An annuity is an investment product issued by an insurance company designed to grow in value and then pay out a stream of guaranteed monthly payments starting at a later, set date – usually corresponding to your retirement. While there are a variety of types of annuities, you can use the points listed below as a general guideline to decide if they are worth it for you to investigate further.
- If you’ve maxed out your contributions to other accounts offering tax-free retirement growth – like a 401(k) or IRA - an annuity could give another place to stash an additional nest egg.
- There are no annual contribution limits, which sets annuities apart from other tax-deferred accounts like a 401(k) or IRA.
- Annuity contracts do not have to be listed as assets on the Free Application for Federal Student Aid (FAFSA) form by parents applying for aid for their child’s education.
- Many investors prefer the stability and relative safety of the guaranteed return provided by annuities. The trade-off though is that annuities don’t offer the same kind of growth potential that other investments – such as stocks – do.
- Because you assign a beneficiary or beneficiaries for your annuity, the money shouldn’t be subject to probate fees or delays upon your passing. The benefit to your beneficiary is the higher of the current value of the annuity or the total amount you paid into it.
- High fees can often be associated with annuities, which can make them among the most expensive investment products on the market. Make sure you are aware of all fees, including initial commissions, ongoing investment management fees and early withdrawal fees. To test whether it is really worth it to take on the fees for an annuity, compare the cost of the annuity with a no-load mutual fund.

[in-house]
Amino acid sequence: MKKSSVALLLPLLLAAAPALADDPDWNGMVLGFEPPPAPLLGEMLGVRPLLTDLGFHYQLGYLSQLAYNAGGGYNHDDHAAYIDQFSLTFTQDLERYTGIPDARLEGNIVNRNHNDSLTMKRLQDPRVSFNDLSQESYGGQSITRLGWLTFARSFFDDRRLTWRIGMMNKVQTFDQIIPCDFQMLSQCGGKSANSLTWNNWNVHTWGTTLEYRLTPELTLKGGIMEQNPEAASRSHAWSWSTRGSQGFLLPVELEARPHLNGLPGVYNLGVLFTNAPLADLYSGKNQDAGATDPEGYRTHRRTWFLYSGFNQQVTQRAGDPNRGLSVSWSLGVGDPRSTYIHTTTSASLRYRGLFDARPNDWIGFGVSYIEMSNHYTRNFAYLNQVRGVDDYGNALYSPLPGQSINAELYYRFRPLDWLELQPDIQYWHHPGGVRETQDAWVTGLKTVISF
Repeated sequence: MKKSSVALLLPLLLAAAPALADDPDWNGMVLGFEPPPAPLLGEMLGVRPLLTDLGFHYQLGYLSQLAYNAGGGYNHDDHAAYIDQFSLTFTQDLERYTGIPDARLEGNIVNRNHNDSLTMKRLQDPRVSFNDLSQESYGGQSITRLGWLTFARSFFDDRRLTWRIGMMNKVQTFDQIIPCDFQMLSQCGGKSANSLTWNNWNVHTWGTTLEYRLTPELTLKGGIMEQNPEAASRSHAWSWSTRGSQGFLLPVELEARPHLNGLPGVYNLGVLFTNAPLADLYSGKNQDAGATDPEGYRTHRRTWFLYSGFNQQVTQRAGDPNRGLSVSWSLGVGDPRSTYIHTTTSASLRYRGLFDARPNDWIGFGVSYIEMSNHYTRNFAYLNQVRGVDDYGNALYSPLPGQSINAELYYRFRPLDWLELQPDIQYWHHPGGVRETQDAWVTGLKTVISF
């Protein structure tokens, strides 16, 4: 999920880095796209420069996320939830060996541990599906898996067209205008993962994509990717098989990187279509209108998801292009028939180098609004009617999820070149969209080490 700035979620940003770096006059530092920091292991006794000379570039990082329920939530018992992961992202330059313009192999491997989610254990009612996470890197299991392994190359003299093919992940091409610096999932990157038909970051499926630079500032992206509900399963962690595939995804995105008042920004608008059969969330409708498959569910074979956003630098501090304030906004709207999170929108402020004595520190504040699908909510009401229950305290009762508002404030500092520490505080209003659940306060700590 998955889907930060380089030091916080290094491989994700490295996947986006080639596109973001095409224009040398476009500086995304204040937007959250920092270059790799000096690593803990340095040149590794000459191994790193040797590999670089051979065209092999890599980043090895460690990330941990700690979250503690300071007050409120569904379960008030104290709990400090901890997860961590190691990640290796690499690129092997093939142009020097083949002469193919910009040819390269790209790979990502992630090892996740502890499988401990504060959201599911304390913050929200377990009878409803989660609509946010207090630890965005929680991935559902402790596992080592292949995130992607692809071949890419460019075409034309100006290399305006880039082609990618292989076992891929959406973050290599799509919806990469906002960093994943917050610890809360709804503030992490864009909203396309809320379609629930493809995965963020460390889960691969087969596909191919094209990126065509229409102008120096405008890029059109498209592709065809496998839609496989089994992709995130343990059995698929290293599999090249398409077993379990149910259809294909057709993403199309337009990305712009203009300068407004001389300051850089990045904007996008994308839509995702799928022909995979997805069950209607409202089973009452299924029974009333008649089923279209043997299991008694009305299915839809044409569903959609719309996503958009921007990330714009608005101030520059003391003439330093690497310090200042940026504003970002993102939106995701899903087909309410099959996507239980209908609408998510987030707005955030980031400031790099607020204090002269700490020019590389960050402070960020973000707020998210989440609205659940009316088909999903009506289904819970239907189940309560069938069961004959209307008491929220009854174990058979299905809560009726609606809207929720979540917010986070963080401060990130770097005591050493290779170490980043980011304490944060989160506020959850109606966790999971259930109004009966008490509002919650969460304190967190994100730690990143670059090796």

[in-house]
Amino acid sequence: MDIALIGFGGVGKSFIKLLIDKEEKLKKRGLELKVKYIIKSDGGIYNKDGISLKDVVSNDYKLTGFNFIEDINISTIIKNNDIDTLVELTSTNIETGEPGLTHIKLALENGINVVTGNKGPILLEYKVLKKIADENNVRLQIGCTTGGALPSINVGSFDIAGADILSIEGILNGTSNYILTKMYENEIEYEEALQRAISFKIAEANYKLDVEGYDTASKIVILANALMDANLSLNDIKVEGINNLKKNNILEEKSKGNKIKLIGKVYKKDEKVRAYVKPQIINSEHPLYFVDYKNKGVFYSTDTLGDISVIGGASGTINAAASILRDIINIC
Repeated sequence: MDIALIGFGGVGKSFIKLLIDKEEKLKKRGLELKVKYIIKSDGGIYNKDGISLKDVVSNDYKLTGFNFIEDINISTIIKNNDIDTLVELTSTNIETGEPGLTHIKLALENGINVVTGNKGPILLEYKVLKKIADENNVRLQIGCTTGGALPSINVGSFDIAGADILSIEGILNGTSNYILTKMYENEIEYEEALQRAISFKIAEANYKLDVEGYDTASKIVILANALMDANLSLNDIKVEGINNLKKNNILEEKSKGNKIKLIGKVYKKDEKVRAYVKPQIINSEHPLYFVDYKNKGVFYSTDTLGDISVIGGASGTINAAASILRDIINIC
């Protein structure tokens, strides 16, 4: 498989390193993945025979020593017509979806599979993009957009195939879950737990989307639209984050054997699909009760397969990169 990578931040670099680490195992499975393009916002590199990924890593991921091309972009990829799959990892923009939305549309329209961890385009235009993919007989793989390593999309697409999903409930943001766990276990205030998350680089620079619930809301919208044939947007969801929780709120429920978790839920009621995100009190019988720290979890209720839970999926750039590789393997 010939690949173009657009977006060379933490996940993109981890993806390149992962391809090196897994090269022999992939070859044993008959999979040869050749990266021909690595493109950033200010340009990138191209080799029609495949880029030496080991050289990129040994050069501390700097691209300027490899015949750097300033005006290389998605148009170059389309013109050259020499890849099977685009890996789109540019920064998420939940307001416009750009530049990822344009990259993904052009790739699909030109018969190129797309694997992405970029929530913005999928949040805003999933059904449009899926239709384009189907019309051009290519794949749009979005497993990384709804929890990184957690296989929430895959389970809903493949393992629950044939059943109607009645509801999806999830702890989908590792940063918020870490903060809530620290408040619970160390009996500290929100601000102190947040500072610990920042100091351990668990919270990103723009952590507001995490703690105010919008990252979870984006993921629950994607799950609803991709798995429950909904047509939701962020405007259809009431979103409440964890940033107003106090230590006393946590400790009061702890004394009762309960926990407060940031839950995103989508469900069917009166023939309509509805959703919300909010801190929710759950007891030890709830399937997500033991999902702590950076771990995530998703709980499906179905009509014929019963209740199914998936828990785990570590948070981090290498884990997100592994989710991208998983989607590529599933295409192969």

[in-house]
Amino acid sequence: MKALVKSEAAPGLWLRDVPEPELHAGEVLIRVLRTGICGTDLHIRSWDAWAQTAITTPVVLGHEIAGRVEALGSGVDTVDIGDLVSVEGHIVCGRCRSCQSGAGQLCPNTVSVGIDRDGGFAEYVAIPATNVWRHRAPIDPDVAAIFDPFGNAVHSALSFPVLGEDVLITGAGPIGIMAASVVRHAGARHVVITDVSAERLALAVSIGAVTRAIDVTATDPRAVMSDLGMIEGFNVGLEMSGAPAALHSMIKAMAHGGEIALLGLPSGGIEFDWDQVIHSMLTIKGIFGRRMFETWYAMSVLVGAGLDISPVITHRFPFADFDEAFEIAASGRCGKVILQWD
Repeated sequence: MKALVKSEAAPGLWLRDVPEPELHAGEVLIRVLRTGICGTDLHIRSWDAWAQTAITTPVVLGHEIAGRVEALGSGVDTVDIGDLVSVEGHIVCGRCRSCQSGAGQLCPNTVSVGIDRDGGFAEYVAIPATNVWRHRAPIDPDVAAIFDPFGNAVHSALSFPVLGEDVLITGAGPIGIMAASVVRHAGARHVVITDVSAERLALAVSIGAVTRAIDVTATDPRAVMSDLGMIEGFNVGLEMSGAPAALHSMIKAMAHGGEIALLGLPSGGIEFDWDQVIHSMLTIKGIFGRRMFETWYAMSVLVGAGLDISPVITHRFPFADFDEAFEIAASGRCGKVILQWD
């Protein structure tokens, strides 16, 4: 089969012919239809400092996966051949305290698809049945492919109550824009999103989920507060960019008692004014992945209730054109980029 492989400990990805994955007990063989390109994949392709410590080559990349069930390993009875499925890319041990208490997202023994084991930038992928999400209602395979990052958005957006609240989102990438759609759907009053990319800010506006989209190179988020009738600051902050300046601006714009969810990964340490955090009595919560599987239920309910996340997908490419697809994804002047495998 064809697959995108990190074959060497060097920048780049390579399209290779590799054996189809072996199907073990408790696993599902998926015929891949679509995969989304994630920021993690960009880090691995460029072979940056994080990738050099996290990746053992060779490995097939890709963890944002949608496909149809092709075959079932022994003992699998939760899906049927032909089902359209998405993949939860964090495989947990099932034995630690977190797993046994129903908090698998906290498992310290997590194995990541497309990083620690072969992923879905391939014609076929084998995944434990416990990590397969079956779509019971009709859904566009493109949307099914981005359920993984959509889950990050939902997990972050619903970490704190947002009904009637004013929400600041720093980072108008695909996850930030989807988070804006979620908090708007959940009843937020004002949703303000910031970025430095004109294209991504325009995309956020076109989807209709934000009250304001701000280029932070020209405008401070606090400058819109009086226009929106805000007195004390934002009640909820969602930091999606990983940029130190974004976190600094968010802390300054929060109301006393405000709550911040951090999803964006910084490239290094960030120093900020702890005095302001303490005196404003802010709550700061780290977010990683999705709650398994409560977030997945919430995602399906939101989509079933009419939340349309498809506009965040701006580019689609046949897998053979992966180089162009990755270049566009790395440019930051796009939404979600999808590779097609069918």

- Annuity income will be taxed just like ordinary income, so there is a chance that your tax rate could go up between now and the time you want your annuity to start paying out.
- Annuities may restrict your flexibility since early withdrawal often means paying a penalty. Experts refer to this as illiquidity. Some annuities do allow penalty-free partial withdrawals or disability/hardship exceptions to fees. Make sure you understand exactly when you will be able to access the money in the annuity and whether or not you will pay fees to do so.
- Many observers have pointed out that annuities restrict the investment options available and saddle investors with limited choices.
- Another common factor cited by financial professionals as a potential drawback of annuities is their complexity. Investors may not be able to fully understand exactly what the investment entails and thus may be at the mercy of the insurance company selling the product to be educated about the risks and rewards.
- Annuities aren’t insured by the FDIC or NCUA, but rather are covered up to a certain amount specified by individual states. For this reason, it’s important to understand how you are protected in your state should the insurance company offering the annuity go out of business.